Check out our 2014 coverage.

The Arab Startup Rising panel at LeWeb2014

Le Web – Paris, France: Le Web used to be the biggest startup event in Europe, but with the rise of the Web Summit, it’s slowly losing its edge. Still, this small event is a great conference to attend because of its high-quality talks, and its friendly, selective atmosphere. 

You should go if:

  • You want to know more about the upcoming digital trends.
  • You want to meet Francophone investors and key players.
  • You are looking for quality over quantity when it comes to networking in Europe.

For Instabeat’s Hind Hobeika, “You should go to LeWeb if you’re looking for European partners/exposure. There are very high level/international speakers but the crowd remains very European.”

Check out our 2013 wrap-up.

Photo: Claudio Farkasch/pioneers.io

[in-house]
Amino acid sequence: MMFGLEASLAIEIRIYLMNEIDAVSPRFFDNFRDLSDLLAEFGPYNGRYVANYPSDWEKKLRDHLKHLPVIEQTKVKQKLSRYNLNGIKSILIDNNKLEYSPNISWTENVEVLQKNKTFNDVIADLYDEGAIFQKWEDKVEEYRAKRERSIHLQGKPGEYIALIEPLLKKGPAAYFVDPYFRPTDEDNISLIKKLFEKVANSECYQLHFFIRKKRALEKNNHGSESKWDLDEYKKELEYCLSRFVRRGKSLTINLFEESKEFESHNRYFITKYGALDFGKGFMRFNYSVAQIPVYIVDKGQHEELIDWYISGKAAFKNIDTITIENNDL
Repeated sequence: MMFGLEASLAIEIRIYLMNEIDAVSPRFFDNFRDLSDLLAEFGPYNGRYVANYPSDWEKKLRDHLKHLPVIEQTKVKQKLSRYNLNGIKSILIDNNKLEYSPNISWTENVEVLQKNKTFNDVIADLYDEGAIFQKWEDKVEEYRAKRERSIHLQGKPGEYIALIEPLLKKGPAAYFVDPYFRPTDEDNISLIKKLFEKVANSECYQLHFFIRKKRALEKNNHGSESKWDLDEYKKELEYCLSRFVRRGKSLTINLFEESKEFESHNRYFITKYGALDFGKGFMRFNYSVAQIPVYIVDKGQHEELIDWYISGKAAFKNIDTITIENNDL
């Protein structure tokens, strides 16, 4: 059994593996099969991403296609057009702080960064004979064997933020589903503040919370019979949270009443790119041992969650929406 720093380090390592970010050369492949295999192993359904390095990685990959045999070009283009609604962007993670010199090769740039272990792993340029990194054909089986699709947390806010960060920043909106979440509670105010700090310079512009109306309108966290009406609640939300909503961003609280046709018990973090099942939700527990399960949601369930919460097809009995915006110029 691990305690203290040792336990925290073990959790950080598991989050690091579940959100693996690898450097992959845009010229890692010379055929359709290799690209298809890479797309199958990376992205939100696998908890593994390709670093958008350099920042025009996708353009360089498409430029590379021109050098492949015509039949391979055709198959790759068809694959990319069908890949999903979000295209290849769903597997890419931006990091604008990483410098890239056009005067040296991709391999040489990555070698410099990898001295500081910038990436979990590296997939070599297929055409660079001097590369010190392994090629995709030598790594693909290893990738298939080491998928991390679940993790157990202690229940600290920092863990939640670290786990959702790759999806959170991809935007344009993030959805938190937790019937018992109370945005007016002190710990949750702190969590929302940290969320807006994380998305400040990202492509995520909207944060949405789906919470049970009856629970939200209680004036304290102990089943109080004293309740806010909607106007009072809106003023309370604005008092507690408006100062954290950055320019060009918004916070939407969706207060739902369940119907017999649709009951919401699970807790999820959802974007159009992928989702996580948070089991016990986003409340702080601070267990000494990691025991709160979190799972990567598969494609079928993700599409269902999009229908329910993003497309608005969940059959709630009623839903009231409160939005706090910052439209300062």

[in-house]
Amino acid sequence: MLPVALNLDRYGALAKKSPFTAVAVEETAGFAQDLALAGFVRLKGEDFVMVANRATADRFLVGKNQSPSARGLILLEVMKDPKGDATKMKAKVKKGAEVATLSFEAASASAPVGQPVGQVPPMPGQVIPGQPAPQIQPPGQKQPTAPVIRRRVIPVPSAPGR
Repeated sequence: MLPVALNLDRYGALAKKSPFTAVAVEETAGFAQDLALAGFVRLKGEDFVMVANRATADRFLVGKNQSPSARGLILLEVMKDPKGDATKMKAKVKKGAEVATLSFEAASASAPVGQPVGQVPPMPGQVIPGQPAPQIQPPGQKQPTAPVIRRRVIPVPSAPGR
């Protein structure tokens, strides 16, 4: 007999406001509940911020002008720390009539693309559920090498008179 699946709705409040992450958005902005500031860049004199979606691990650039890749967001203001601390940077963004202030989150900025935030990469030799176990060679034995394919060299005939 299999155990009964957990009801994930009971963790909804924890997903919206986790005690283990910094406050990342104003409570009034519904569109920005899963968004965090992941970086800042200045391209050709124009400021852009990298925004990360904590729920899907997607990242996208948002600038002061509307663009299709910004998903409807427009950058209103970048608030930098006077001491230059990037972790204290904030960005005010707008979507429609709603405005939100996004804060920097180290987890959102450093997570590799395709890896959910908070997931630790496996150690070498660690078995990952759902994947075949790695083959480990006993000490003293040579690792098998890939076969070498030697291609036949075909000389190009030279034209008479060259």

Pioneers Festival – Vienna, Austria: This event is similar to LeWeb on many levels: it focuses on trends, offers an array of top-notch talks and workshop, attracts class-A key players, and is small and well-organized enough to create that at home feeling. The difference is Pioneers Festival focuses on Central and Eastern Europe, but many players from the rest of Europe are also making the trip. Rarely have I seen such an agreeable event. The event, which takes place in one of the Empress Sissi’s palaces, feels cozy and modern, despite its timeless class. Also, the different cafés and buffet are open all day long, making it easy to randomly connect. The atmosphere is so good that people are still having drinks hours after the last talks. Note: the morning yoga class and the parties are also worth the trip to Austria.